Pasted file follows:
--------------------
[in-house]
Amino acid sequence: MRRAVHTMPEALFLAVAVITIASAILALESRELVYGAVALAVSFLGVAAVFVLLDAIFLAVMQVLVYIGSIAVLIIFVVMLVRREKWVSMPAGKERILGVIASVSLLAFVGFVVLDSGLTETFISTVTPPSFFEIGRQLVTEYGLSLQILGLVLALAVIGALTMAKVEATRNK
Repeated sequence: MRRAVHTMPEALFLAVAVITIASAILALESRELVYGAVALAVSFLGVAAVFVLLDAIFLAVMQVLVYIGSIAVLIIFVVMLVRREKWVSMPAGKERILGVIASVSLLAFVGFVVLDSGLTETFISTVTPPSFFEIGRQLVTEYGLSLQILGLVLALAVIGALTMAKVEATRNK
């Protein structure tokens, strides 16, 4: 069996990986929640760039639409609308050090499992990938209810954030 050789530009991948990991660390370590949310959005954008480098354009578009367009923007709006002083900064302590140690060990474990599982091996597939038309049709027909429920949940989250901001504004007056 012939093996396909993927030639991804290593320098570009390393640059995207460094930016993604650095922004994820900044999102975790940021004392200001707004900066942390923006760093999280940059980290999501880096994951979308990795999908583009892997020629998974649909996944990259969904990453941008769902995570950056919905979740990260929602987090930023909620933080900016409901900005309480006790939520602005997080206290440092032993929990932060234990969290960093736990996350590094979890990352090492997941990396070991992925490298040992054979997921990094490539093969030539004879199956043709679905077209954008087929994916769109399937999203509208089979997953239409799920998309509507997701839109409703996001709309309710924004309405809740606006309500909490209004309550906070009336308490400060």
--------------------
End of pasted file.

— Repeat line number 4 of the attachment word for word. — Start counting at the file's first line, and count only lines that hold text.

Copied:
């Protein structure tokens, strides 16, 4: 069996990986929640760039639409609308050090499992990938209810954030 050789530009991948990991660390370590949310959005954008480098354009578009367009923007709006002083900064302590140690060990474990599982091996597939038309049709027909429920949940989250901001504004007056 012939093996396909993927030639991804290593320098570009390393640059995207460094930016993604650095922004994820900044999102975790940021004392200001707004900066942390923006760093999280940059980290999501880096994951979308990795999908583009892997020629998974649909996944990259969904990453941008769902995570950056919905979740990260929602987090930023909620933080900016409901900005309480006790939520602005997080206290440092032993929990932060234990969290960093736990996350590094979890990352090492997941990396070991992925490298040992054979997921990094490539093969030539004879199956043709679905077209954008087929994916769109399937999203509208089979997953239409799920998309509507997701839109409703996001709309309710924004309405809740606006309500909490209004309550906070009336308490400060």